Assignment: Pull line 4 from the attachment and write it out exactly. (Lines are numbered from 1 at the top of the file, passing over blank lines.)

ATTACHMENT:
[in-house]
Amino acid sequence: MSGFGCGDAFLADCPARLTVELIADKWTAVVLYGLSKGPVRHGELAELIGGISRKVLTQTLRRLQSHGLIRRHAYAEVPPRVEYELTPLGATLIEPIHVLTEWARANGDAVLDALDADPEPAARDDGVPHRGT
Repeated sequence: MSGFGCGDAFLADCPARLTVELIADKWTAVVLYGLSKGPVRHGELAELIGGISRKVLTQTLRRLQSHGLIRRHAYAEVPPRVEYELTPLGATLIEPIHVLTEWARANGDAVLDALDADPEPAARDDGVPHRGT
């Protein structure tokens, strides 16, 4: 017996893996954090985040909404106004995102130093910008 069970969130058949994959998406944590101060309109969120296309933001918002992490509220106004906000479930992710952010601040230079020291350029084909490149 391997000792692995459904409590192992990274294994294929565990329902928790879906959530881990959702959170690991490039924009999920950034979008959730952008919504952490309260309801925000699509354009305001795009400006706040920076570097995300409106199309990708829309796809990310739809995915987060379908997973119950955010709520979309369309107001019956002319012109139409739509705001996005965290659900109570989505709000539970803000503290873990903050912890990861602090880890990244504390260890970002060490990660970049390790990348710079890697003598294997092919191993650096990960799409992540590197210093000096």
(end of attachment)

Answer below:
């Protein structure tokens, strides 16, 4: 017996893996954090985040909404106004995102130093910008 069970969130058949994959998406944590101060309109969120296309933001918002992490509220106004906000479930992710952010601040230079020291350029084909490149 391997000792692995459904409590192992990274294994294929565990329902928790879906959530881990959702959170690991490039924009999920950034979008959730952008919504952490309260309801925000699509354009305001795009400006706040920076570097995300409106199309990708829309796809990310739809995915987060379908997973119950955010709520979309369309107001019956002319012109139409739509705001996005965290659900109570989505709000539970803000503290873990903050912890990861602090880890990244504390260890970002060490990660970049390790990348710079890697003598294997092919191993650096990960799409992540590197210093000096």